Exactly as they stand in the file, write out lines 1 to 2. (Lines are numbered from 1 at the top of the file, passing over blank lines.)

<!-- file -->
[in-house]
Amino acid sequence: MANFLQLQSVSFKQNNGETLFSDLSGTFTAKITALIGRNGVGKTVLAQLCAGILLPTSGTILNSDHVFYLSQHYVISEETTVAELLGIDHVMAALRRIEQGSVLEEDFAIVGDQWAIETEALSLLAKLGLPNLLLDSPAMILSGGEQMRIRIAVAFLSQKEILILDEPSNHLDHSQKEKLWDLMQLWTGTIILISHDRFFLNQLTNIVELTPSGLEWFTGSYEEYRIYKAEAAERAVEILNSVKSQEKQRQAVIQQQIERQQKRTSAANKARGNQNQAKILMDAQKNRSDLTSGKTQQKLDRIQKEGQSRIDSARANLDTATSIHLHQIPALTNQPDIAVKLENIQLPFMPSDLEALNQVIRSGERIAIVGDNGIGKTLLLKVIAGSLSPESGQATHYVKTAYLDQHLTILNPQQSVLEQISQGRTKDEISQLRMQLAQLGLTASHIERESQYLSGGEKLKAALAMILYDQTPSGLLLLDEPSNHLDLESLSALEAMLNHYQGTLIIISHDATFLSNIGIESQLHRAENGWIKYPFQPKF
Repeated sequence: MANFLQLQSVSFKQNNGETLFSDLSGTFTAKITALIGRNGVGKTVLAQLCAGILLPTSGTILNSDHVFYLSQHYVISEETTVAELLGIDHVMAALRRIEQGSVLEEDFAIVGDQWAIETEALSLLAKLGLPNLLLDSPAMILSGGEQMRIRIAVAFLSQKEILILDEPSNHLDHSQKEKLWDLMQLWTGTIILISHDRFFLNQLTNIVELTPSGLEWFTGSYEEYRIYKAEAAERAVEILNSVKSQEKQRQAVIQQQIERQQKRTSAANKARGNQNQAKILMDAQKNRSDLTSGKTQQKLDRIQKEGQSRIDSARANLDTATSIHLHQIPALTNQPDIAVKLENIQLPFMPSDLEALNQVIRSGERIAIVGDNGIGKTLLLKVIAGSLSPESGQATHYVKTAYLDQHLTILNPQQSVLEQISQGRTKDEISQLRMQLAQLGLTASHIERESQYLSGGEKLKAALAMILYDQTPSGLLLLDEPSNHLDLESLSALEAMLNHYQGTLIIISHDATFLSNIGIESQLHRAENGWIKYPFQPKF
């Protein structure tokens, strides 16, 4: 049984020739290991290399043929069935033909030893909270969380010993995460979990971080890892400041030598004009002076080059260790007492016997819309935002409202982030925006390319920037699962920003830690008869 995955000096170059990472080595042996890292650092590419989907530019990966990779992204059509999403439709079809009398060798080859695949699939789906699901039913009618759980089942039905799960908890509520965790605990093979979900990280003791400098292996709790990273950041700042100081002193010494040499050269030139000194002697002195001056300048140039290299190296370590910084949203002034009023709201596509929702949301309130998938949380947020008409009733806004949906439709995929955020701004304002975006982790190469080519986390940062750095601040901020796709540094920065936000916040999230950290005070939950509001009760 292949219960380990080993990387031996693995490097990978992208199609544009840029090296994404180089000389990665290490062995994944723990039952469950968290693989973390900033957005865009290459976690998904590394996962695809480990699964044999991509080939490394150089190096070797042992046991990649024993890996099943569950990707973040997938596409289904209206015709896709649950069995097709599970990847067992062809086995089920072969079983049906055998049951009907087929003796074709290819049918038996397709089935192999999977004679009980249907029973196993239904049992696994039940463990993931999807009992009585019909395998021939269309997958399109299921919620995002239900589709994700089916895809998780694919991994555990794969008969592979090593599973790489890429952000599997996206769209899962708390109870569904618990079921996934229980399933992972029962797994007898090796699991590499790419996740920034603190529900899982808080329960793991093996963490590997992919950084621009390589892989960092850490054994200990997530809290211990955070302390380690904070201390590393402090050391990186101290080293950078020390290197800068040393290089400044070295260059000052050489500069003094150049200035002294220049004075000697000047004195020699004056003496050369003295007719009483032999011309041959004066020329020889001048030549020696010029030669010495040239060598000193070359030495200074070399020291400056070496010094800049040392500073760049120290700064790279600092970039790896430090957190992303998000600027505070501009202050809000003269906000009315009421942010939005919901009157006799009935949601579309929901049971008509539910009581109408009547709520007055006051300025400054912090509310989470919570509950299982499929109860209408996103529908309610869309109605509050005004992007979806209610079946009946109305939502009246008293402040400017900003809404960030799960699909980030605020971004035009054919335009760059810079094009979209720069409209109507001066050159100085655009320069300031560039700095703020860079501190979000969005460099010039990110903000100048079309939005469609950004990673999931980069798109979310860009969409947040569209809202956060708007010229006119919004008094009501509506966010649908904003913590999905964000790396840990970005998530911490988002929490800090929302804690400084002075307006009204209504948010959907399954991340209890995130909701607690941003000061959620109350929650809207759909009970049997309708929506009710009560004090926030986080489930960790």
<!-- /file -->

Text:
[in-house]
Amino acid sequence: MANFLQLQSVSFKQNNGETLFSDLSGTFTAKITALIGRNGVGKTVLAQLCAGILLPTSGTILNSDHVFYLSQHYVISEETTVAELLGIDHVMAALRRIEQGSVLEEDFAIVGDQWAIETEALSLLAKLGLPNLLLDSPAMILSGGEQMRIRIAVAFLSQKEILILDEPSNHLDHSQKEKLWDLMQLWTGTIILISHDRFFLNQLTNIVELTPSGLEWFTGSYEEYRIYKAEAAERAVEILNSVKSQEKQRQAVIQQQIERQQKRTSAANKARGNQNQAKILMDAQKNRSDLTSGKTQQKLDRIQKEGQSRIDSARANLDTATSIHLHQIPALTNQPDIAVKLENIQLPFMPSDLEALNQVIRSGERIAIVGDNGIGKTLLLKVIAGSLSPESGQATHYVKTAYLDQHLTILNPQQSVLEQISQGRTKDEISQLRMQLAQLGLTASHIERESQYLSGGEKLKAALAMILYDQTPSGLLLLDEPSNHLDLESLSALEAMLNHYQGTLIIISHDATFLSNIGIESQLHRAENGWIKYPFQPKF